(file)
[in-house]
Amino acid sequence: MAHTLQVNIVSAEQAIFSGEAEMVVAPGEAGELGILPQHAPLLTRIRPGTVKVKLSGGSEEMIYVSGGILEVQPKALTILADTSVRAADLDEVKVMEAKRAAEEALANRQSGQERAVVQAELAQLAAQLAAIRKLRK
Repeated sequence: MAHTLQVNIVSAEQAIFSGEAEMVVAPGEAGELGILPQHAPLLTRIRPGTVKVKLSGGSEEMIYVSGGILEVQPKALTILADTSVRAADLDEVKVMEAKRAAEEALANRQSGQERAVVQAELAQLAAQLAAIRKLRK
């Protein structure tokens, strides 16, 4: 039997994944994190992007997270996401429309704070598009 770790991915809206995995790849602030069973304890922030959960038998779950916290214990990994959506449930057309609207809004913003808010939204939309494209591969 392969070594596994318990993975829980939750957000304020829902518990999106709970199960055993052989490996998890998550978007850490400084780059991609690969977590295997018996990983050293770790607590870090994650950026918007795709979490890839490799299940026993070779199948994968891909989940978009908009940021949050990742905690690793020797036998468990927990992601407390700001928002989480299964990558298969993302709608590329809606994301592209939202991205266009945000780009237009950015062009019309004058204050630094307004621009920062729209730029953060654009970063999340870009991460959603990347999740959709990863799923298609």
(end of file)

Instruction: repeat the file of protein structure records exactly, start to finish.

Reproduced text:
[in-house]
Amino acid sequence: MAHTLQVNIVSAEQAIFSGEAEMVVAPGEAGELGILPQHAPLLTRIRPGTVKVKLSGGSEEMIYVSGGILEVQPKALTILADTSVRAADLDEVKVMEAKRAAEEALANRQSGQERAVVQAELAQLAAQLAAIRKLRK
Repeated sequence: MAHTLQVNIVSAEQAIFSGEAEMVVAPGEAGELGILPQHAPLLTRIRPGTVKVKLSGGSEEMIYVSGGILEVQPKALTILADTSVRAADLDEVKVMEAKRAAEEALANRQSGQERAVVQAELAQLAAQLAAIRKLRK
């Protein structure tokens, strides 16, 4: 039997994944994190992007997270996401429309704070598009 770790991915809206995995790849602030069973304890922030959960038998779950916290214990990994959506449930057309609207809004913003808010939204939309494209591969 392969070594596994318990993975829980939750957000304020829902518990999106709970199960055993052989490996998890998550978007850490400084780059991609690969977590295997018996990983050293770790607590870090994650950026918007795709979490890839490799299940026993070779199948994968891909989940978009908009940021949050990742905690690793020797036998468990927990992601407390700001928002989480299964990558298969993302709608590329809606994301592209939202991205266009945000780009237009950015062009019309004058204050630094307004621009920062729209730029953060654009970063999340870009991460959603990347999740959709990863799923298609």